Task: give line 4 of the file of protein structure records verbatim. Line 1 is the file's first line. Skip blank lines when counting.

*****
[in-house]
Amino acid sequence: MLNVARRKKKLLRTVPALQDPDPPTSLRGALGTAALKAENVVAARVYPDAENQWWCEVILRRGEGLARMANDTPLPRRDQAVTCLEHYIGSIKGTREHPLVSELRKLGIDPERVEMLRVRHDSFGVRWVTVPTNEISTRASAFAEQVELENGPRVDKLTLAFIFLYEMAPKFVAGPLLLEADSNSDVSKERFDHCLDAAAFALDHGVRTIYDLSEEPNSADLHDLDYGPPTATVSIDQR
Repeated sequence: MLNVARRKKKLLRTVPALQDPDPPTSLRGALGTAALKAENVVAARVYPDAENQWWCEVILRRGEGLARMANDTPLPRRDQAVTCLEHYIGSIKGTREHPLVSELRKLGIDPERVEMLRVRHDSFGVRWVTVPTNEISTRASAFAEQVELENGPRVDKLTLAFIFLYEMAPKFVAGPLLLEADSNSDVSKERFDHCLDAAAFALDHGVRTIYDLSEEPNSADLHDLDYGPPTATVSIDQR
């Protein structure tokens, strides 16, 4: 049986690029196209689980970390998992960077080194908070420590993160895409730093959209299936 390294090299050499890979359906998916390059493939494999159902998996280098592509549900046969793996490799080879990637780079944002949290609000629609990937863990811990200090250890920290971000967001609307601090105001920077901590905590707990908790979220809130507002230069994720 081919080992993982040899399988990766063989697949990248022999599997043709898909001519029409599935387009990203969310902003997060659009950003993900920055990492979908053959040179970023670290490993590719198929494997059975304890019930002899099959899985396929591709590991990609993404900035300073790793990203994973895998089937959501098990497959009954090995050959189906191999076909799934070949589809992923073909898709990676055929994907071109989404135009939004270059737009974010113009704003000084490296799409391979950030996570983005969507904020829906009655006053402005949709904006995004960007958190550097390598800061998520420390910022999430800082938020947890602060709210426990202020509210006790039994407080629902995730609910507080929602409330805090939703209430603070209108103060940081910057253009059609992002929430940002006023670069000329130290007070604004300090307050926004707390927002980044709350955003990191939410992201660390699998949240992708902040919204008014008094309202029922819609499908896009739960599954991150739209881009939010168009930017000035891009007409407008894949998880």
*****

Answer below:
């Protein structure tokens, strides 16, 4: 049986690029196209689980970390998992960077080194908070420590993160895409730093959209299936 390294090299050499890979359906998916390059493939494999159902998996280098592509549900046969793996490799080879990637780079944002949290609000629609990937863990811990200090250890920290971000967001609307601090105001920077901590905590707990908790979220809130507002230069994720 081919080992993982040899399988990766063989697949990248022999599997043709898909001519029409599935387009990203969310902003997060659009950003993900920055990492979908053959040179970023670290490993590719198929494997059975304890019930002899099959899985396929591709590991990609993404900035300073790793990203994973895998089937959501098990497959009954090995050959189906191999076909799934070949589809992923073909898709990676055929994907071109989404135009939004270059737009974010113009704003000084490296799409391979950030996570983005969507904020829906009655006053402005949709904006995004960007958190550097390598800061998520420390910022999430800082938020947890602060709210426990202020509210006790039994407080629902995730609910507080929602409330805090939703209430603070209108103060940081910057253009059609992002929430940002006023670069000329130290007070604004300090307050926004707390927002980044709350955003990191939410992201660390699998949240992708902040919204008014008094309202029922819609499908896009739960599954991150739209881009939010168009930017000035891009007409407008894949998880």